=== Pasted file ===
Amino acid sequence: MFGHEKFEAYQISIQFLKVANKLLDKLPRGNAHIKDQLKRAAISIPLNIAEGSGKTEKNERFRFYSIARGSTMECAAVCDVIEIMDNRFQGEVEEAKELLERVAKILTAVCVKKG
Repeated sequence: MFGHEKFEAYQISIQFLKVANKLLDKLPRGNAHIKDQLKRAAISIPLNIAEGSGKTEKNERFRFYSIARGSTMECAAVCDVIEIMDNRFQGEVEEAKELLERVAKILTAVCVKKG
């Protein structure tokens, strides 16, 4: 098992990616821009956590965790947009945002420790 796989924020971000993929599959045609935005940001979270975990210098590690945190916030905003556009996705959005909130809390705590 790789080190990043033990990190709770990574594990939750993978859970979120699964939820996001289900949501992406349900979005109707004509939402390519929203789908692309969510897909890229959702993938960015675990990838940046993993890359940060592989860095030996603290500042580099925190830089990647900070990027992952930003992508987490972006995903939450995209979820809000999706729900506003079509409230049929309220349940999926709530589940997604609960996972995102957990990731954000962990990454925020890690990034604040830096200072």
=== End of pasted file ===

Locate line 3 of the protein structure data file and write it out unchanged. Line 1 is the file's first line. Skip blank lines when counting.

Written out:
């Protein structure tokens, strides 16, 4: 098992990616821009956590965790947009945002420790 796989924020971000993929599959045609935005940001979270975990210098590690945190916030905003556009996705959005909130809390705590 790789080190990043033990990190709770990574594990939750993978859970979120699964939820996001289900949501992406349900979005109707004509939402390519929203789908692309969510897909890229959702993938960015675990990838940046993993890359940060592989860095030996603290500042580099925190830089990647900070990027992952930003992508987490972006995903939450995209979820809000999706729900506003079509409230049929309220349940999926709530589940997604609960996972995102957990990731954000962990990454925020890690990034604040830096200072």